Keating Chambers CEO to depart for risk consultants Kroll in London
Declan Redmond will take up an international business development role at the company
Keating Chambers CEO Declan Redmond is leaving the set to join corporate investigations and risk consulting firm Kroll in London.
Redmond is taking up an internationally-focused senior business development role that spans the Middle and Far East. The role will incorporate his construction, commercial and chancery litigation expertise, enabling him to work across his onshore and offshore network of contacts. He is due to start at Kroll later this year having spent more than eight years at Keating, during which time he transformed the set’s operations and works.
Redmond maintained Keating’s reputation as one of the UK’s pre-eminent construction, engineering and infrastructure sets, while steering its growth in Asia, the Middle East and Africa, particularly South Africa.
Redmond also managed the transition from long-serving head of chambers Paul Darling QC – who left the set after 32 years to join 39 Essex Chambers in 2017 – to Marcus Taverner QC, who himself stood down in 2020 to be replaced by current head Alexander Nissen QC.
Nissen said: “We wish Declan every success in this great opportunity outside the clerking world.”
Redmond’s role was complemented by the arrival of Alison Crosland as the set’s chief operations officer in June 2021, supporting the set’s clerking, business operations and marketing functions, as well as managing the set’s regulatory and insurance requirements.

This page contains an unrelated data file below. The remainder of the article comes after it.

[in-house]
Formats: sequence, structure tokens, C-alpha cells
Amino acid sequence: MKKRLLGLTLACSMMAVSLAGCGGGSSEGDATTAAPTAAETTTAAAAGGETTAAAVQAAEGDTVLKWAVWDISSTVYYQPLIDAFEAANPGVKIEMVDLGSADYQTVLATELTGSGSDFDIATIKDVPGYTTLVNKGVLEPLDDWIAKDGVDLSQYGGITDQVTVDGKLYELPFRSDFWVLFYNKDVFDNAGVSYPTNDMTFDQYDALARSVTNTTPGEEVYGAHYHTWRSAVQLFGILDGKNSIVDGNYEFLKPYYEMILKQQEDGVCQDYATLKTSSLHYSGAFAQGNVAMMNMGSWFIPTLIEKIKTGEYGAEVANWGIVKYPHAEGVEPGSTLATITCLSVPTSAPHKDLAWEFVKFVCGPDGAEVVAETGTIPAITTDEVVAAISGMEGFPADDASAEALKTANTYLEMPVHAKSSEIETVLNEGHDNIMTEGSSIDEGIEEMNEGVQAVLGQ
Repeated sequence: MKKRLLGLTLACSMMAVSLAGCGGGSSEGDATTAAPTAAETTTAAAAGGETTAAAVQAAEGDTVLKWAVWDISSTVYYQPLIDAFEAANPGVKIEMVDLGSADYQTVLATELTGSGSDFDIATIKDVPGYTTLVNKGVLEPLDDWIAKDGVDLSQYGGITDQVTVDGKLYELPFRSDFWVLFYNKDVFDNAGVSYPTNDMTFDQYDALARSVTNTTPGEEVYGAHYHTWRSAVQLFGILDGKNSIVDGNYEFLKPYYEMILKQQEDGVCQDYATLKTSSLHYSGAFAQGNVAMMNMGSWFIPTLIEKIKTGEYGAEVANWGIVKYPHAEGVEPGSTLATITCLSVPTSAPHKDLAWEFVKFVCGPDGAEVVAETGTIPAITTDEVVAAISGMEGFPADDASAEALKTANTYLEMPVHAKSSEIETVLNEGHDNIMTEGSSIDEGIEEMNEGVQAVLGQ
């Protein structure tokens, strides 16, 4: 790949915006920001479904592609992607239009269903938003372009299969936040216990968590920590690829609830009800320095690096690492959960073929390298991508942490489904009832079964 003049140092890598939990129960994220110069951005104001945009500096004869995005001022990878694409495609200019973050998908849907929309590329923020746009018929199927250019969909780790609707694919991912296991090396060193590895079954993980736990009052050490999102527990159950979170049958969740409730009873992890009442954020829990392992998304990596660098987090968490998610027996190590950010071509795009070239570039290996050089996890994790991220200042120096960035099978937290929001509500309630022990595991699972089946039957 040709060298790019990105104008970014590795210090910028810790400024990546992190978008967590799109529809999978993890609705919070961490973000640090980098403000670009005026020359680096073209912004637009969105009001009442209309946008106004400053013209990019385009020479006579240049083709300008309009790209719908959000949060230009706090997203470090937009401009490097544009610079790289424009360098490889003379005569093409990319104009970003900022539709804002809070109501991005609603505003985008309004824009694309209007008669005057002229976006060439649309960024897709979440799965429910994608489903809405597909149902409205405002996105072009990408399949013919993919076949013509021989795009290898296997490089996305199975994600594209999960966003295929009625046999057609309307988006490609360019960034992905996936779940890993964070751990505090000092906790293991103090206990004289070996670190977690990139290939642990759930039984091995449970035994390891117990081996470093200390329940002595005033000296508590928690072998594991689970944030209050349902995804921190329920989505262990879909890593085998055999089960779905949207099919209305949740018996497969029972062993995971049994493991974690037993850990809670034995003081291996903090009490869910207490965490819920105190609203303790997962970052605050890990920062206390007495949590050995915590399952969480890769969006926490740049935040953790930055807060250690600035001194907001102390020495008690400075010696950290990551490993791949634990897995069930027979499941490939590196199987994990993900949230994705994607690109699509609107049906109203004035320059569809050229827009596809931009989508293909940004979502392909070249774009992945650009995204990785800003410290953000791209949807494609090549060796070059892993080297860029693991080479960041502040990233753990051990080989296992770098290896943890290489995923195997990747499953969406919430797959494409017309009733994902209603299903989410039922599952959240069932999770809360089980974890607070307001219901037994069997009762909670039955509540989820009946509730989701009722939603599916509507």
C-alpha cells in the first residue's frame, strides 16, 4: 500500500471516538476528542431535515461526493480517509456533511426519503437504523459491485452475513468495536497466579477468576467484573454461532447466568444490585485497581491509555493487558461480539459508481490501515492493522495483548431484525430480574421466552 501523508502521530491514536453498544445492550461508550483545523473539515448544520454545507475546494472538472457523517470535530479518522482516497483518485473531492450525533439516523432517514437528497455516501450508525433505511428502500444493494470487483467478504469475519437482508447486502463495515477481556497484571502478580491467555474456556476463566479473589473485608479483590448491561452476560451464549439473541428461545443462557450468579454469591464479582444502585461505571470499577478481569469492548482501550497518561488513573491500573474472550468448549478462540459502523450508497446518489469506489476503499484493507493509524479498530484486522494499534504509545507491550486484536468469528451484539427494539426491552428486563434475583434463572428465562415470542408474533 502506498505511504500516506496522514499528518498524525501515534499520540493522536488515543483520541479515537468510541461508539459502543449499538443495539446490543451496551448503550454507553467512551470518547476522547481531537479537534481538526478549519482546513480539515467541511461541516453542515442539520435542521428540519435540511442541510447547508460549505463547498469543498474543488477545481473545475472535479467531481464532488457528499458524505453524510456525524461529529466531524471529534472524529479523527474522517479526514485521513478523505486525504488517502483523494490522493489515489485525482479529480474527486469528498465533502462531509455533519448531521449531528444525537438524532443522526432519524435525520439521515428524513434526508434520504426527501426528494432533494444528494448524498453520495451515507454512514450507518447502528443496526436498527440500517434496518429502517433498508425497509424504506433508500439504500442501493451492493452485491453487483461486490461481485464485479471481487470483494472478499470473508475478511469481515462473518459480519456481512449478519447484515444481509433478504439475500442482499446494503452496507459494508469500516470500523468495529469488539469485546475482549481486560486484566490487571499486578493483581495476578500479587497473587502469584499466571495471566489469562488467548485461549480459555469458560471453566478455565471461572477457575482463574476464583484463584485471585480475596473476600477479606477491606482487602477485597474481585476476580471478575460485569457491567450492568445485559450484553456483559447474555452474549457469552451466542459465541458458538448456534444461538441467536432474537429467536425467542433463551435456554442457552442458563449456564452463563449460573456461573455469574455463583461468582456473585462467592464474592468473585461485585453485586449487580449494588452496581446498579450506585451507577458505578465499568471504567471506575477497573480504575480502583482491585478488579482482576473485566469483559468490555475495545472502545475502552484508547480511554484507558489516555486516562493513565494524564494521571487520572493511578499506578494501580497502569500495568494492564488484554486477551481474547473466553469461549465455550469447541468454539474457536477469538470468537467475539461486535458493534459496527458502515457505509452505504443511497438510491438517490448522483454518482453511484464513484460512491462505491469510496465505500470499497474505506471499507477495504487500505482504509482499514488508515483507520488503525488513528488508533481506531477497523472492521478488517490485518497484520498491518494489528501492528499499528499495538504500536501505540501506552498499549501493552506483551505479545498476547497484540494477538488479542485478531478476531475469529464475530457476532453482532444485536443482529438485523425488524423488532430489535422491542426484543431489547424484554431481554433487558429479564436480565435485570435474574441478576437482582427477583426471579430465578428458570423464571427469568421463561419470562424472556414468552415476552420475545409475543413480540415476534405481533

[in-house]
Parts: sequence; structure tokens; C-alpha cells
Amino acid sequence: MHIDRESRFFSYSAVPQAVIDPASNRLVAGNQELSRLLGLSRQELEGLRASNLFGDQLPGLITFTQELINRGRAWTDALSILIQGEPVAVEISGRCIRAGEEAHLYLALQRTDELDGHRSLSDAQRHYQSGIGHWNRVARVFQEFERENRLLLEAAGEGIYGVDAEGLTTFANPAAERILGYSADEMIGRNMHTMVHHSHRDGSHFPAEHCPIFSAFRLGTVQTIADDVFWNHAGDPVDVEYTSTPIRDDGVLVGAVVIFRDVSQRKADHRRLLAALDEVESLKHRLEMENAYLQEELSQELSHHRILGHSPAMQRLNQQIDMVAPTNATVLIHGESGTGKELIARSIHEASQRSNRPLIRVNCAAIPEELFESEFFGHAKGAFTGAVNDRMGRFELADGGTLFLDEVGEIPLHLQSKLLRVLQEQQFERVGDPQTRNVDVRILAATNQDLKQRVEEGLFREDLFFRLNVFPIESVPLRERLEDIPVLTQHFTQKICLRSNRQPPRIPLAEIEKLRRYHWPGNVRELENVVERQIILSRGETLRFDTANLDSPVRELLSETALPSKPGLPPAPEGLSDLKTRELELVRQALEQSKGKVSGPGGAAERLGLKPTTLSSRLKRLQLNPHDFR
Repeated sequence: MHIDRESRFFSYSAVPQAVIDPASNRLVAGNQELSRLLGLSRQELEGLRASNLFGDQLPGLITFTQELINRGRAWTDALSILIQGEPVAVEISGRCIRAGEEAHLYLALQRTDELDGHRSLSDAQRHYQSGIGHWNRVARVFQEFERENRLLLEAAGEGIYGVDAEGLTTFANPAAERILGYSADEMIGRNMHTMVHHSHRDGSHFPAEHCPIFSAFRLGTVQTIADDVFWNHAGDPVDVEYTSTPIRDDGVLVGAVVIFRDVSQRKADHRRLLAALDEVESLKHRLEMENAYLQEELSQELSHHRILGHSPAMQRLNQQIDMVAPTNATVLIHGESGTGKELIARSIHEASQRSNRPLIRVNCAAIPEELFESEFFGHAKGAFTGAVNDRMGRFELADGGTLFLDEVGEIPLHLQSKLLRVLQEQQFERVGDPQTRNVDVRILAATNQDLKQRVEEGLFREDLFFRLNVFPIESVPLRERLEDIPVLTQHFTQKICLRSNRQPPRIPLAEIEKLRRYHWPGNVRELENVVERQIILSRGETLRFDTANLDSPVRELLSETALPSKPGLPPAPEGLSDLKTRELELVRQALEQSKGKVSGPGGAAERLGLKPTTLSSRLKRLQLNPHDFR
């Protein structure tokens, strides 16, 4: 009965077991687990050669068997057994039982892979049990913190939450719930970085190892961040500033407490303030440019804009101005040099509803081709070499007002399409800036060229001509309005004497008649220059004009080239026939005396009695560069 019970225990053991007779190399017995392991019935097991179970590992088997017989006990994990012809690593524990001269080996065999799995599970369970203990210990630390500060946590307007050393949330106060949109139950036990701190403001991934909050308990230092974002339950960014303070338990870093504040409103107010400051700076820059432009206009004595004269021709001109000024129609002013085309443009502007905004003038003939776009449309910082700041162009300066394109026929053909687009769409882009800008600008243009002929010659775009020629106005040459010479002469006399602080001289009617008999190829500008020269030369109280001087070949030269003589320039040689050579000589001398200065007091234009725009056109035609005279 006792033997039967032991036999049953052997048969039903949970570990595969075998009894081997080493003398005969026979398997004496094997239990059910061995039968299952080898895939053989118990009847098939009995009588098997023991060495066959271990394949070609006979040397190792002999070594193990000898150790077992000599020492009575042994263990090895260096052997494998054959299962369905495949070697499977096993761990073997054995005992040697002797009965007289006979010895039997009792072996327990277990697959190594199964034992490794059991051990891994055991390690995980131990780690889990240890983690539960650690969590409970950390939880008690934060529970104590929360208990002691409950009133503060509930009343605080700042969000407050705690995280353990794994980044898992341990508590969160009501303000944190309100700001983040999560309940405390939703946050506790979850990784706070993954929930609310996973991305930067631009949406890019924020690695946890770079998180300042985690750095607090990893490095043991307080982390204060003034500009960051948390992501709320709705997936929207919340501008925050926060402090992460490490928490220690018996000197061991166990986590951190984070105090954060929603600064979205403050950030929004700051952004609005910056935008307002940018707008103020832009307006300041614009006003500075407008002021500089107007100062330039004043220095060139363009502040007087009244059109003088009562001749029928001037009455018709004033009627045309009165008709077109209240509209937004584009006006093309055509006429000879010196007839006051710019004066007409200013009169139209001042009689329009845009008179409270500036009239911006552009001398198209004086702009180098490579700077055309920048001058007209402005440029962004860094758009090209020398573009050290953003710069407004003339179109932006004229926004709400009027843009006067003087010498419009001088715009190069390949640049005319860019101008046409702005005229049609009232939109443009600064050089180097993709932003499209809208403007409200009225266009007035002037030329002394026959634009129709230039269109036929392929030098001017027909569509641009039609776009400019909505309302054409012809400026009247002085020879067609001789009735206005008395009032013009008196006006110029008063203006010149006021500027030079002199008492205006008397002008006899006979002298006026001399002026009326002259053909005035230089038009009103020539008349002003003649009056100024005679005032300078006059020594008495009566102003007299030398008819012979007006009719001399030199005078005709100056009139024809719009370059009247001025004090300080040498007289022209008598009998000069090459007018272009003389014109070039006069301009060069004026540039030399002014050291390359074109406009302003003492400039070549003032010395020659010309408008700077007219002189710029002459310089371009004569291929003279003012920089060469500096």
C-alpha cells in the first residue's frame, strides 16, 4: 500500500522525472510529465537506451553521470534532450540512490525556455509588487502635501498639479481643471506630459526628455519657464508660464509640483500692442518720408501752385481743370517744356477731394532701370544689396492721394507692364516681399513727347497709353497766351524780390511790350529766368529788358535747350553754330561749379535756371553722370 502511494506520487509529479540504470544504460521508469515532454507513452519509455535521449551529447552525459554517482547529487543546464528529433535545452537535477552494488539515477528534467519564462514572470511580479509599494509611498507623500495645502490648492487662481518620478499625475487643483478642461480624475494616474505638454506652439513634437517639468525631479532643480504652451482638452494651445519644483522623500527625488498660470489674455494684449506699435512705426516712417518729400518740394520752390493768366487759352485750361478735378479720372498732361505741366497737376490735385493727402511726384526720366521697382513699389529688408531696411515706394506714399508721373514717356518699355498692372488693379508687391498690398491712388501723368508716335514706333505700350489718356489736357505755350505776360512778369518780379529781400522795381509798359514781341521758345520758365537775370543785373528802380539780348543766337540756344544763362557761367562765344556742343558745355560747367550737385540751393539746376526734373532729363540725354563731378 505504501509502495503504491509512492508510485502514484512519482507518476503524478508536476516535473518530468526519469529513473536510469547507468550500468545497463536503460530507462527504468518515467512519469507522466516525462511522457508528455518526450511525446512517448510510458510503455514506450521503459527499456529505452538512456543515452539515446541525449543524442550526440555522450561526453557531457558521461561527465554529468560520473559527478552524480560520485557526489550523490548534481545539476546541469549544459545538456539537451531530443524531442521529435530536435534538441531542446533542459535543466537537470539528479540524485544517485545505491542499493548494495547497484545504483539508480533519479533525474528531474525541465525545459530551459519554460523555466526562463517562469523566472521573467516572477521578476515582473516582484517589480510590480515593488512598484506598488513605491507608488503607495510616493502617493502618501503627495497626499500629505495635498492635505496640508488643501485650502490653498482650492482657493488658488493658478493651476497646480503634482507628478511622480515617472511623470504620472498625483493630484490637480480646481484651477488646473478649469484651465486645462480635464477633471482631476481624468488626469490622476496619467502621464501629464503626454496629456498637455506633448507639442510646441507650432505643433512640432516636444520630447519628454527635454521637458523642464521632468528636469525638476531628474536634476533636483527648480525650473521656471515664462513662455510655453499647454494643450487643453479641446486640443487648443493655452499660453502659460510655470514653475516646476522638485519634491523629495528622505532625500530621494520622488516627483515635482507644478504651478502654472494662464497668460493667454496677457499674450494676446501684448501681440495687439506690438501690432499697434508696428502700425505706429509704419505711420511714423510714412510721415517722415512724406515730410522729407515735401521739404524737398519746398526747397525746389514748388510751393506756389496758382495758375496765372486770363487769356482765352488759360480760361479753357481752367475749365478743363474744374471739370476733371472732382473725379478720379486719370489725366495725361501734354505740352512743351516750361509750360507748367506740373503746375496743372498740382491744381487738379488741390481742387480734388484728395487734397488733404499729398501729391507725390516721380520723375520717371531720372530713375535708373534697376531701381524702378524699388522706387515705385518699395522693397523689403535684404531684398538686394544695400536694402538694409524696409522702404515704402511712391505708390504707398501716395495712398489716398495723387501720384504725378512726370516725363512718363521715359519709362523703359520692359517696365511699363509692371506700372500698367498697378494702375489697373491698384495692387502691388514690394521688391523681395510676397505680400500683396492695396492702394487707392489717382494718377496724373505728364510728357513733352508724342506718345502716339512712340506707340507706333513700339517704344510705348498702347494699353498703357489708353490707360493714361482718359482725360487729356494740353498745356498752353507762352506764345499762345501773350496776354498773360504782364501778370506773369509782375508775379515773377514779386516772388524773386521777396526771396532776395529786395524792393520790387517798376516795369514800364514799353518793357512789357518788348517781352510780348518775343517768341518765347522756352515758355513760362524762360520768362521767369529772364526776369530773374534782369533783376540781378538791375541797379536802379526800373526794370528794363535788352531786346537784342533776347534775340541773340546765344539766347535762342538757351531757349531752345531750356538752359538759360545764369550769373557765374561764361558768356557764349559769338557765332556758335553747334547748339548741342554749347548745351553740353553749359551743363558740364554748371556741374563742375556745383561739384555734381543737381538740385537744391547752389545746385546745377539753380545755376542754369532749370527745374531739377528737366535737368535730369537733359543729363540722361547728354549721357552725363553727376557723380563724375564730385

Crosland, a former COO at Ofcom and Bryan Cave Leighton Paisner, has a strong background in business operations. Crosland’s input was instrumental in enhancing the set’s service to members and refreshing its approach to diversity and inclusion in a sector that is not always known for it.
Redmond’s exit caps a career which saw him join Wilberforce in 1982, rising to the role of senior clerk which he combined with the chief executive title in 2002. With Nick Luckman, he transformed the perception and business of Chancery sets among commercial law firms, being one of the first clerks to do so.
His move to Kroll is part of a trend that has seen all levels of clerks broaden their horizons for commercial opportunities across the wider legal sector where their skills are considered highly valuable. Senior clerks Ian Moyler and Brian Lee left Brick Court Chambers and 7 King’s Bench Walk for consultancy work at Grant Thornton. At the same time, Redmond’s predecessor at Keating, Nick Child, now leads a highly regarded team at Secretariat International.
Redmond is not the only clerk to leave chambers to join Kroll. One Essex Court’s Jessica Barnes, a rising star of the clerking world, left to join the company in May.
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